It is not a new idea to put voter-related issues on statewide ballot.

California and Florida have restored the right of felons to vote in recent years. Michigan voters approved a constitutional amend in 2018 that allowed people to register on Election Day to request absentee ballots, without needing to provide a reason.

This year, Republicans are using the process to try and enact restrictions that they wouldn't be able to pass.

Republicans in California, Massachusetts, and Nebraska are trying to collect enough signatures to have their proposals included on the ballots for next year's general elections.

Michigan Republicans use an unusual provision of the state constitution to collect enough signatures for a petition that the GOP-controlled Legislature can adopt a voter ID bill.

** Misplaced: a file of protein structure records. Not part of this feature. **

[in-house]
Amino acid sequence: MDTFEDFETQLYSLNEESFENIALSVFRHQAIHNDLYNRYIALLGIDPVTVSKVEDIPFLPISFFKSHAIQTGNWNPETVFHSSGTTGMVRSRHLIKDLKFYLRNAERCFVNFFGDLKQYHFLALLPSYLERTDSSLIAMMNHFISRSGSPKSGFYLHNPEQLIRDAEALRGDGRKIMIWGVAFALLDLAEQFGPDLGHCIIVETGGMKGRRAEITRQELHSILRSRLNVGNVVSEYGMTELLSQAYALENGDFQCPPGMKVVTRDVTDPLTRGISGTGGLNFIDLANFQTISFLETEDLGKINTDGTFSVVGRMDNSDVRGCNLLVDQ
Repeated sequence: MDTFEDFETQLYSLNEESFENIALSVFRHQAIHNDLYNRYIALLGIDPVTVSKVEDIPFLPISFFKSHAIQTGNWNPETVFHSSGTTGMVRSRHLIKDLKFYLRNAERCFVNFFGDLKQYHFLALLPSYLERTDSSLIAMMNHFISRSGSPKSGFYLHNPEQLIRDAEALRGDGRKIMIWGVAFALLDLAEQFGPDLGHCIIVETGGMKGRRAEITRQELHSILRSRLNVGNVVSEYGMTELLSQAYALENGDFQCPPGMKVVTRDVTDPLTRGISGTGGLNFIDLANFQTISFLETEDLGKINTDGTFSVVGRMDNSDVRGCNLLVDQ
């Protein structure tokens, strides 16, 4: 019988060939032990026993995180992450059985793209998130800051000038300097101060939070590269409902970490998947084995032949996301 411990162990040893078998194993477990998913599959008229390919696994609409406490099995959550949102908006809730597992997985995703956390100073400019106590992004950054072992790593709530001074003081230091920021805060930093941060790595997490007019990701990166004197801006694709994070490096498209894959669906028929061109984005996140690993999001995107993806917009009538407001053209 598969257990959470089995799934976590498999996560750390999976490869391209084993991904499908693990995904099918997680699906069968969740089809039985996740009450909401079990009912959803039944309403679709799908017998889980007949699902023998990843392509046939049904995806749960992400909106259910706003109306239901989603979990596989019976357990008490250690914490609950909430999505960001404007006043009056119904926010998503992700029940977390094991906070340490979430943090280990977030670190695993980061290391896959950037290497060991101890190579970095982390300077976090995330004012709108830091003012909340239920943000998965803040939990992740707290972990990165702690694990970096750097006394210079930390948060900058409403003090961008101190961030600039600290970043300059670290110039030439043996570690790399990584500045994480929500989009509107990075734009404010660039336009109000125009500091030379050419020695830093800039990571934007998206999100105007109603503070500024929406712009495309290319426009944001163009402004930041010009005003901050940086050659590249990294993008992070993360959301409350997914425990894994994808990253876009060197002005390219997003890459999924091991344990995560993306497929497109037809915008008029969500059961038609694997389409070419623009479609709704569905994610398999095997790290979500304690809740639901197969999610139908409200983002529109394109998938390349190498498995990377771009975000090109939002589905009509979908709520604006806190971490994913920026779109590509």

The Michigan initiative would, among other things, prohibit the sending of mail-in ballot applications for people who didn't request them. Backers claimed it would cause confusion and mistrust in 2020.

Jamie Roe, a Republican strategist and campaign consultant with Secure MI Vote, stated that "Democratic leadership has lost touch with their voters."

Gov. Gretchen Whitmer (Democrat) is preparing to veto similar legislation. She told reporters this month that there was no evidence of widespread voter fraud last year and that Republicans are just upset over Trump's loss.

"Our elections work. What if you don't like what the result is? Whitmer stated that if you don't like the outcome, you can run for office again and try to win people's votes.

In Pennsylvania, which allows no direct access to the ballot for citizen initiatives, the earliest the Republican-controlled Legislature could put its election changes on the ballot -- through a proposed constitutional amendment -- is 2023.

The Pennsylvania proposal is one of many that goes beyond voter ID changes.